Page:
Asset Prices and Central Bank Policy. Geneva Reports on the World Economy 2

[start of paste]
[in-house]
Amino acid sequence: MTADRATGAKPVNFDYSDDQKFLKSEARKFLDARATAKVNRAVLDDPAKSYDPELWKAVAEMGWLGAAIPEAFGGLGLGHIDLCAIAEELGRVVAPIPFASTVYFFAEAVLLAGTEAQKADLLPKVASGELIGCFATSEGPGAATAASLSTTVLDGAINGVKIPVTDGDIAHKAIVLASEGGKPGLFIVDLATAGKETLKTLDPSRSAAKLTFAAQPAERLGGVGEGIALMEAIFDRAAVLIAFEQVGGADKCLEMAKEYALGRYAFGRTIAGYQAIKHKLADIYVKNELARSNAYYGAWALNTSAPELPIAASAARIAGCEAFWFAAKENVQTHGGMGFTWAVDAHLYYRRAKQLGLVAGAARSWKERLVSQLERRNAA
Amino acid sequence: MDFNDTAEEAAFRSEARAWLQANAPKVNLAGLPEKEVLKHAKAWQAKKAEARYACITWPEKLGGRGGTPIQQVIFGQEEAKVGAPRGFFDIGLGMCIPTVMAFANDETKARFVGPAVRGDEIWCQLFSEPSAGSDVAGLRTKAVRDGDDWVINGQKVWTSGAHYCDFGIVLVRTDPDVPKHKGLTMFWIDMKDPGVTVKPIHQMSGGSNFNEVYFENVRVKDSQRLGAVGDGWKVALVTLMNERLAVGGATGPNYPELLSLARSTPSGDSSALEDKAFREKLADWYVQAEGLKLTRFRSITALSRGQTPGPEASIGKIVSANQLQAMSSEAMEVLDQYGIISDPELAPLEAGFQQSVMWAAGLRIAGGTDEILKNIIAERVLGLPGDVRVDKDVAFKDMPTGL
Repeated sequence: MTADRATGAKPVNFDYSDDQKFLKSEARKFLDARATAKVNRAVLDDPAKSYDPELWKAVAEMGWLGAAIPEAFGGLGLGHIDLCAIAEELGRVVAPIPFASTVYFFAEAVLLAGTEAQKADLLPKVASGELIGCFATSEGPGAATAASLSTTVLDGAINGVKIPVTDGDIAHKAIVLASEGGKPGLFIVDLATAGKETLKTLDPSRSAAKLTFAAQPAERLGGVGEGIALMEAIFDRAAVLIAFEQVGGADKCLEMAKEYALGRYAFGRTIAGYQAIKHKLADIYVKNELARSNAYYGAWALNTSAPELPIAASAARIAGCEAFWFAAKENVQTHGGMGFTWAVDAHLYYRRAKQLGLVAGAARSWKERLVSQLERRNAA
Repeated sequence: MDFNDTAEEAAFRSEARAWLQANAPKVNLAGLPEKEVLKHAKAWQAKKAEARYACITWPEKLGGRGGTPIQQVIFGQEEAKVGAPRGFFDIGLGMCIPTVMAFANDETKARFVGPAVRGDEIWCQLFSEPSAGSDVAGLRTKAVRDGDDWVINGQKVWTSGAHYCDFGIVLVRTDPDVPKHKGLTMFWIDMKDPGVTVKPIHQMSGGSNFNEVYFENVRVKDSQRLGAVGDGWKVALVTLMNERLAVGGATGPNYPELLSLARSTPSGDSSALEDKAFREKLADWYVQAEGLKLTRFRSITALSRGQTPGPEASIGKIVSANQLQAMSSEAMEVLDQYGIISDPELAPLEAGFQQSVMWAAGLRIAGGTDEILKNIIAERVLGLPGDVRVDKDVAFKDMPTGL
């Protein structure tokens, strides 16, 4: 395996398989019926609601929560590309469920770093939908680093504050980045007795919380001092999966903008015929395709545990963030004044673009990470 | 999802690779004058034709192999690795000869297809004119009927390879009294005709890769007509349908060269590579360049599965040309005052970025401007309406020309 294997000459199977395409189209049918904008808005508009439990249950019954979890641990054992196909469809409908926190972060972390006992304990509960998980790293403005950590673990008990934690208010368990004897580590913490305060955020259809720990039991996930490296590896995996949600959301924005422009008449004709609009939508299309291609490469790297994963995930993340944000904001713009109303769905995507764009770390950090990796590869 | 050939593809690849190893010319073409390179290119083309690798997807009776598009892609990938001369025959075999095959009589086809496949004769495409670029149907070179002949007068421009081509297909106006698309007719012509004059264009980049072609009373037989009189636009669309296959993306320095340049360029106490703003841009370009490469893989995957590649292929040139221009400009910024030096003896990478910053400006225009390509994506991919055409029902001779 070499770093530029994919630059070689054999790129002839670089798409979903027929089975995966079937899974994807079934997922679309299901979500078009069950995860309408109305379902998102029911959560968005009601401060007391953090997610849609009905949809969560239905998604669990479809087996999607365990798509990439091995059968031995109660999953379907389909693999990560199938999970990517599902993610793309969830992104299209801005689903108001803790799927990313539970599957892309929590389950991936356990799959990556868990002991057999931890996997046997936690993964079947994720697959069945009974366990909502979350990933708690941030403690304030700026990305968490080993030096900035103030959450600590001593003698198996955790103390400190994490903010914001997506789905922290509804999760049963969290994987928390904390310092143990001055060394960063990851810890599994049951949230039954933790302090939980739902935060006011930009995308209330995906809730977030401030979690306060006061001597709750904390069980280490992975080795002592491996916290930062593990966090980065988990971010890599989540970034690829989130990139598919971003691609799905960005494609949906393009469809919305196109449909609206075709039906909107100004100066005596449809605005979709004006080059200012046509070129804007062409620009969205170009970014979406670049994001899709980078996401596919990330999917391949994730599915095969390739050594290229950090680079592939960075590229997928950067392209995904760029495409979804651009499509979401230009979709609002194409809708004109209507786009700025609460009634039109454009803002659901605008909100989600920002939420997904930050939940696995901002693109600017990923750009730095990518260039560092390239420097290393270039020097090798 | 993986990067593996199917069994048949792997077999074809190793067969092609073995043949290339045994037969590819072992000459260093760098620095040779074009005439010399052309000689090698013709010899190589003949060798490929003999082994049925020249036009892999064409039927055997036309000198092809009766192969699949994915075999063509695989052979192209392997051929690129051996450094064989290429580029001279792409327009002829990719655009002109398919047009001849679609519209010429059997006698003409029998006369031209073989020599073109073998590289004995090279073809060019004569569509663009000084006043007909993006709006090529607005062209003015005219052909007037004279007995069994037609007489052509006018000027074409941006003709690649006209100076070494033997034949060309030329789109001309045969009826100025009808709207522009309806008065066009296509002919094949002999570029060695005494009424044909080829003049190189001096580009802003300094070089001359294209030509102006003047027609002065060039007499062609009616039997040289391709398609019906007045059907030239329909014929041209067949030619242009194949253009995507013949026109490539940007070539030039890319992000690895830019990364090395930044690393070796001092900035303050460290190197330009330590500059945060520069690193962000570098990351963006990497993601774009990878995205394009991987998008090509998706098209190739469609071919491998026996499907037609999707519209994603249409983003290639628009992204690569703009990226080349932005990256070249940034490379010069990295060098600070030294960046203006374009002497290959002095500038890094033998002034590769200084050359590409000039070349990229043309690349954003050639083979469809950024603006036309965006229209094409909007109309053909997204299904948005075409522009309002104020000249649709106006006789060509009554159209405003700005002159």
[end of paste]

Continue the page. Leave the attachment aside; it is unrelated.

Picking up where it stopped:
How should central banks view movements in equity, housing and foreign exchange markets? Can policy-makers improve economic performance by paying attention to asset prices, as well as inflation and output forecasts? Is it possible to identify asset price misalignments and bubbles? Is it possible to use non-conventional policies to address asset price misalignments? Should asset prices be included directly in measures of inflation? Do asset prices contain information about future consumer price inflation? The second title in the ICMB/CEPR series of Geneva Reports on the World Economy addresses these questions and reaches the following conclusions: 1. A central bank concerned with stabilizing inflation can achieve superior performance by adjusting its policy instruments in response to asset prices as well as inflation forecasts and the output gap. The reaction to asset prices will, however, depend on why they have changed: appropriate responses to increases in productivity growth are very different from responses to misalignments or bubbles. 2. Asset price misalignments may be difficult to measure, but this is no reason to ignore them. 3. Most non-conventional policies, such as adjusting margin requirements, are unlikely to succeed in reducing asset price volatility. 4. Inflation measures should take better account of changes in housing prices, but stock price movements are better left out of inflation indices. 5. Asset prices have a strong effect on future inflation, although the impact differs across countries.